Oil climbed as a global squeeze on refined products continued to pull fuel prices higher with Russian diesel exports falling sharply.  

West Texas Intermediate rose 4.1 per cent on Friday and eked out a weekly gain of 0.7 per cent after a series of tumultuous trading sessions where lowered liquidity exacerbated price moves. Diesel exports from Russia dropped in April from their prewar level as oil buyers seek to punish one of the world’s biggest suppliers. Investors have also been keeping a close eye on China as authorities in Beijing denied rumors that the city will go into lockdown even as new COVID-19 cases climbed.

Fuels are currently the bullish driver for crude, especially as Russian diesel exports drop, said Dennis Kissler, Senior Vice President of Trading, BOK Financial. “The path of least resistance still looks higher for all petroleum products as demand continues to outstrip supplies.”

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Shrinking US fuel stockpiles ahead of the summer driving season are signaling little relief for consumers. Gasoline futures in the U.S. are trading US$55 a barrel above crude, the widest gap in years. Retail prices of both gasoline and diesel also climbed to a fresh record, AAA data showed Friday. International Energy Agency said that there’s “almost universal product shortage,” in its monthly report on Thursday. 

Friday also saw US gasoline futures settle at a fresh record high, signaling more pain at the pump is likely on the way for American drivers and fueling inflation concerns in the world’s largest economy.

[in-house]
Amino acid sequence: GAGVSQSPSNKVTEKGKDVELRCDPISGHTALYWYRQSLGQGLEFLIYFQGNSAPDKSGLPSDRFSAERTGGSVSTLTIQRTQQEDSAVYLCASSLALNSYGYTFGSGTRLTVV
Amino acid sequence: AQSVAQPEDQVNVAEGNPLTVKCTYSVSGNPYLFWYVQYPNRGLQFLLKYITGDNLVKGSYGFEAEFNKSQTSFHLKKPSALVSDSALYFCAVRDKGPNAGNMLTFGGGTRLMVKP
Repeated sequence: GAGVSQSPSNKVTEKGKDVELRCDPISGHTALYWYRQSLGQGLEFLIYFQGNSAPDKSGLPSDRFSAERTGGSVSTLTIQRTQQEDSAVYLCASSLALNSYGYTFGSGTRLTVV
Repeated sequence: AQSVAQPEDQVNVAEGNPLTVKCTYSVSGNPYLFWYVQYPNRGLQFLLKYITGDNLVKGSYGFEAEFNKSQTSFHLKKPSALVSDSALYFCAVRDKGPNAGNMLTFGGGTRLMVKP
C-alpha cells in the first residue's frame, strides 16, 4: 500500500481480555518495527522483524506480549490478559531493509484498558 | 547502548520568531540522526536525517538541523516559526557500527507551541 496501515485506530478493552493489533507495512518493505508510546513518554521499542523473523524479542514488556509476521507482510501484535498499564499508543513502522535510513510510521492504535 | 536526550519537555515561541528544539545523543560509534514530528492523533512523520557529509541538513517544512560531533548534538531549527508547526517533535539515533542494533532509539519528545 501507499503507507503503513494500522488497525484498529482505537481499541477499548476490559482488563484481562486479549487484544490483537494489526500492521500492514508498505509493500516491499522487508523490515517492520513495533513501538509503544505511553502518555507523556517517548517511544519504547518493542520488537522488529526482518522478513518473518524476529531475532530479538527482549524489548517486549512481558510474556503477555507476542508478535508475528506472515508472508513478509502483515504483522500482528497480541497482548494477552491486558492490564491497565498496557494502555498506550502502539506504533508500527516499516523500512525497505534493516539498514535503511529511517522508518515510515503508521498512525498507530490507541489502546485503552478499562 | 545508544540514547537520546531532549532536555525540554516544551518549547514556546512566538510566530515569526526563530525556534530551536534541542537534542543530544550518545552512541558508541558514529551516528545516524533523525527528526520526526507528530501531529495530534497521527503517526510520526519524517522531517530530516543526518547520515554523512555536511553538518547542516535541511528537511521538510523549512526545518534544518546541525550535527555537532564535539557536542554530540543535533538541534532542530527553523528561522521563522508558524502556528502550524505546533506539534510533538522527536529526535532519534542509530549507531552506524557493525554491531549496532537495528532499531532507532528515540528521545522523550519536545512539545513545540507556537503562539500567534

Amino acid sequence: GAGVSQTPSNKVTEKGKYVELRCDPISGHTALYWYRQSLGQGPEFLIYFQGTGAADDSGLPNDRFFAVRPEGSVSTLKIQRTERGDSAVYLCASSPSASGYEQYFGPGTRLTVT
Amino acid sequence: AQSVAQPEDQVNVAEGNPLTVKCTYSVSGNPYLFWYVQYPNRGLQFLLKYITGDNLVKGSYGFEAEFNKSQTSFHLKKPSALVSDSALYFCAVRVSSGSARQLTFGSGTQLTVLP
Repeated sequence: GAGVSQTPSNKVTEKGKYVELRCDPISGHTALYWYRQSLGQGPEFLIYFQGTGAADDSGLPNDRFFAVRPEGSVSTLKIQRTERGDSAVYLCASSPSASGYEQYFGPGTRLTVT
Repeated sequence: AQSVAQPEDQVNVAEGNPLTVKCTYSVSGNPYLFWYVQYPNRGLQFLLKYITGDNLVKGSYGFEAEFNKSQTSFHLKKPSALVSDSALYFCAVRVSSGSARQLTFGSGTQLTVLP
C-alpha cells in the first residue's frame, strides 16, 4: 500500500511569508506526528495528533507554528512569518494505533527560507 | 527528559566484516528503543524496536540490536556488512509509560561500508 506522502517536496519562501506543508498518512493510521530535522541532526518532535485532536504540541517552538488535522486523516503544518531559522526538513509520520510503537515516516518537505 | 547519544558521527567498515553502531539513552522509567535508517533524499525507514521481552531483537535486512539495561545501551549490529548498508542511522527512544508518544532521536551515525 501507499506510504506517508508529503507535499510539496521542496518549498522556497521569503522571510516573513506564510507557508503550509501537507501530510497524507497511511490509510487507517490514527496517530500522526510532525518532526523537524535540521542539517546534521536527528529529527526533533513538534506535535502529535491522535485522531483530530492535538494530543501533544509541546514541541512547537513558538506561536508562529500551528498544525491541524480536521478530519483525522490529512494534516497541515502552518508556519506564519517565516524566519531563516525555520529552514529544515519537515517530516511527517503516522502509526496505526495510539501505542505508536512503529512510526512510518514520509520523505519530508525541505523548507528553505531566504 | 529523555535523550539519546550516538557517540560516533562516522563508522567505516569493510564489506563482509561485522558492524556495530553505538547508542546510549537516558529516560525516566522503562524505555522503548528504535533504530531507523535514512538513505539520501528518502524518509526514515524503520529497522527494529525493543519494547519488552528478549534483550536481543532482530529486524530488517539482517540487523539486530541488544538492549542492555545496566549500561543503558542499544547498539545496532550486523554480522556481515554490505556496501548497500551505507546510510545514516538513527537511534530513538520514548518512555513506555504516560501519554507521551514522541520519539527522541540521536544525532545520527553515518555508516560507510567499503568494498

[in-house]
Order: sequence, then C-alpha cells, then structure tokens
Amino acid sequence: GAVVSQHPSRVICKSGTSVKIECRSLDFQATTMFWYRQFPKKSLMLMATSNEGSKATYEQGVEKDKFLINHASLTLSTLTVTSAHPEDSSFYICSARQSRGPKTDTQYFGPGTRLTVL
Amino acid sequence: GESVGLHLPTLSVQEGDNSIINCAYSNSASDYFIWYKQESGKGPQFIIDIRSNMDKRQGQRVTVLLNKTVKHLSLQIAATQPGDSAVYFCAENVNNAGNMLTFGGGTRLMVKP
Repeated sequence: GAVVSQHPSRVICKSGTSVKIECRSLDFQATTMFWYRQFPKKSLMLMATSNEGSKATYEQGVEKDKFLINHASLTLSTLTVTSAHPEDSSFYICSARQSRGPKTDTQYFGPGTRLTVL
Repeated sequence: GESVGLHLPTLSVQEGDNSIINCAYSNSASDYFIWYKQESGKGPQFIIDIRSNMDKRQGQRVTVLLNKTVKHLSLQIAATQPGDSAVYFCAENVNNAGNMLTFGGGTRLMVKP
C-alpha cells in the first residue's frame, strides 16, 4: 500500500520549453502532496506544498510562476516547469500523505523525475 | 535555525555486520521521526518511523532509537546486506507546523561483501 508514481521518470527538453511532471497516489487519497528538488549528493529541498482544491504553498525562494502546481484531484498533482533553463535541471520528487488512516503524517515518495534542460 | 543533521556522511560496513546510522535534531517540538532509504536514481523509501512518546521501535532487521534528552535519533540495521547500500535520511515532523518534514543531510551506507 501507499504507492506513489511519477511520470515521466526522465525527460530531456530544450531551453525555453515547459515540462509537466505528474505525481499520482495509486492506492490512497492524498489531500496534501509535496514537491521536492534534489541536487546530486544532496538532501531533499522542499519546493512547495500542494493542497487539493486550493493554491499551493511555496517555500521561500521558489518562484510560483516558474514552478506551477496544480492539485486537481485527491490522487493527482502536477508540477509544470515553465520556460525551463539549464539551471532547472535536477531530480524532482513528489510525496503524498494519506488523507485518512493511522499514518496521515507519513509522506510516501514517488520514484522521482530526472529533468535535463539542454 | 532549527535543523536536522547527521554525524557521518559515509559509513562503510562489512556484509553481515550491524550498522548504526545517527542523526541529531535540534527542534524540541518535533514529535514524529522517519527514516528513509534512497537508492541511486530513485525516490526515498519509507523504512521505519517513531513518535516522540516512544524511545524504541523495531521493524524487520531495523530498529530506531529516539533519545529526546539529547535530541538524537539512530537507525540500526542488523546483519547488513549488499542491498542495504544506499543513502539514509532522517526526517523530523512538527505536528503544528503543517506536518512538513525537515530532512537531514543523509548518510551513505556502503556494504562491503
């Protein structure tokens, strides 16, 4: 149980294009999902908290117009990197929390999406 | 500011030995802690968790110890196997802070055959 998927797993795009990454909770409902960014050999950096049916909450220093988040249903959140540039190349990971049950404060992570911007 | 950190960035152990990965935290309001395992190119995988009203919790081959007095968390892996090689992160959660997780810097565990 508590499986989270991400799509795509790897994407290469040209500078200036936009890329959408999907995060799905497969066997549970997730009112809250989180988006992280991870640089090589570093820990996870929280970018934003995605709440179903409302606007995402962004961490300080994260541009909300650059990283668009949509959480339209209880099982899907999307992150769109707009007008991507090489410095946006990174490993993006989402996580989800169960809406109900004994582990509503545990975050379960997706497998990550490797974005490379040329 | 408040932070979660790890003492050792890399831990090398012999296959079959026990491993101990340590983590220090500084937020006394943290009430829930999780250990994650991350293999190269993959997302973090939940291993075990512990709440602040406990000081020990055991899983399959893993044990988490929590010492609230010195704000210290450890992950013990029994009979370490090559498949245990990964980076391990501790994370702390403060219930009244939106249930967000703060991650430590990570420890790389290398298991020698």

Oil has swung sharply within a band of about US$12 this week. Although China’s virus outbreak and Russia’s war in Ukraine have contributed to choppy trading since late February, in recent days the specter of higher interest rates and rampant inflation have also weighed on risk sentiment. 


  • WTI for June delivery rose US$4.36 to settle at US$110.49 a barrel in New York
  • Brent for July settlement gained US$4.10 to settle at US$111.55 a barrel

The prompt timespread was US$1.80 in backwardation, compared with US$1.34 at the start of the week

Saudi Arabia’s energy minister said that a refining crunch -- rather than any shortage of crude -- is driving the surge in fuel costs to unprecedented levels. He added that the world is running out of energy capacity at all levels. 

There was also a glimmer of hope on Friday in efforts to revive the Iran nuclear deal, with EU envoy Enrique Mora’s visit to Tehran going better than expected, according to the bloc’s foreign policy chief. Expectations had been fading that talks would resume.